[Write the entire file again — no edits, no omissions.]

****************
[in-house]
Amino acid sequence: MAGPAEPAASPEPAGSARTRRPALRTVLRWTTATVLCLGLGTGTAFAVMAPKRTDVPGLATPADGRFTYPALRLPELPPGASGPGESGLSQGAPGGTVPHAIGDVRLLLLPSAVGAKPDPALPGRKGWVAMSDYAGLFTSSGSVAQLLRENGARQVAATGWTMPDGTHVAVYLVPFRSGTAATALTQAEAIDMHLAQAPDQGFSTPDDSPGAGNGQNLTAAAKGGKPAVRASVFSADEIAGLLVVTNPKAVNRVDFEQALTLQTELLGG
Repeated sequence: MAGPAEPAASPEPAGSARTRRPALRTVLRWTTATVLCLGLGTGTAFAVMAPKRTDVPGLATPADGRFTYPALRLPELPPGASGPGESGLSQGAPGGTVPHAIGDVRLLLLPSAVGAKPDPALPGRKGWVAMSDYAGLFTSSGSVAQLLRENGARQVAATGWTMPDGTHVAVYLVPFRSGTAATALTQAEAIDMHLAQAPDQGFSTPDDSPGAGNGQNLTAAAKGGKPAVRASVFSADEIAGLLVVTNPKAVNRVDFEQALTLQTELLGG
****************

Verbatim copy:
[in-house]
Amino acid sequence: MAGPAEPAASPEPAGSARTRRPALRTVLRWTTATVLCLGLGTGTAFAVMAPKRTDVPGLATPADGRFTYPALRLPELPPGASGPGESGLSQGAPGGTVPHAIGDVRLLLLPSAVGAKPDPALPGRKGWVAMSDYAGLFTSSGSVAQLLRENGARQVAATGWTMPDGTHVAVYLVPFRSGTAATALTQAEAIDMHLAQAPDQGFSTPDDSPGAGNGQNLTAAAKGGKPAVRASVFSADEIAGLLVVTNPKAVNRVDFEQALTLQTELLGG
Repeated sequence: MAGPAEPAASPEPAGSARTRRPALRTVLRWTTATVLCLGLGTGTAFAVMAPKRTDVPGLATPADGRFTYPALRLPELPPGASGPGESGLSQGAPGGTVPHAIGDVRLLLLPSAVGAKPDPALPGRKGWVAMSDYAGLFTSSGSVAQLLRENGARQVAATGWTMPDGTHVAVYLVPFRSGTAATALTQAEAIDMHLAQAPDQGFSTPDDSPGAGNGQNLTAAAKGGKPAVRASVFSADEIAGLLVVTNPKAVNRVDFEQALTLQTELLGG